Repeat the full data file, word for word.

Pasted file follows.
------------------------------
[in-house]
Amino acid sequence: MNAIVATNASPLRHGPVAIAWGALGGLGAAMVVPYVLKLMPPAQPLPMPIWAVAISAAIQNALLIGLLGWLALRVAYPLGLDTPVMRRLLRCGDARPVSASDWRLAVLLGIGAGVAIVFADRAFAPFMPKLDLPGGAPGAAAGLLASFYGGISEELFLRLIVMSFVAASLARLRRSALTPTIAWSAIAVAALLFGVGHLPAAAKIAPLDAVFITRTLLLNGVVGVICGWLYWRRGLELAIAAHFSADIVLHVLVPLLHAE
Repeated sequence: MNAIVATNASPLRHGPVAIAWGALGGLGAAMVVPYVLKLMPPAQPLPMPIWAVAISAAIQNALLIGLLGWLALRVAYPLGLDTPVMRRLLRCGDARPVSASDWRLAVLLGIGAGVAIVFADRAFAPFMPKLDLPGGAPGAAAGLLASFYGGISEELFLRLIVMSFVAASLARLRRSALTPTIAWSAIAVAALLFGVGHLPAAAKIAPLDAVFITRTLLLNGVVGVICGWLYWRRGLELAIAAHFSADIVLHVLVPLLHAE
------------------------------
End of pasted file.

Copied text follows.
[in-house]
Amino acid sequence: MNAIVATNASPLRHGPVAIAWGALGGLGAAMVVPYVLKLMPPAQPLPMPIWAVAISAAIQNALLIGLLGWLALRVAYPLGLDTPVMRRLLRCGDARPVSASDWRLAVLLGIGAGVAIVFADRAFAPFMPKLDLPGGAPGAAAGLLASFYGGISEELFLRLIVMSFVAASLARLRRSALTPTIAWSAIAVAALLFGVGHLPAAAKIAPLDAVFITRTLLLNGVVGVICGWLYWRRGLELAIAAHFSADIVLHVLVPLLHAE
Repeated sequence: MNAIVATNASPLRHGPVAIAWGALGGLGAAMVVPYVLKLMPPAQPLPMPIWAVAISAAIQNALLIGLLGWLALRVAYPLGLDTPVMRRLLRCGDARPVSASDWRLAVLLGIGAGVAIVFADRAFAPFMPKLDLPGGAPGAAAGLLASFYGGISEELFLRLIVMSFVAASLARLRRSALTPTIAWSAIAVAALLFGVGHLPAAAKIAPLDAVFITRTLLLNGVVGVICGWLYWRRGLELAIAAHFSADIVLHVLVPLLHAE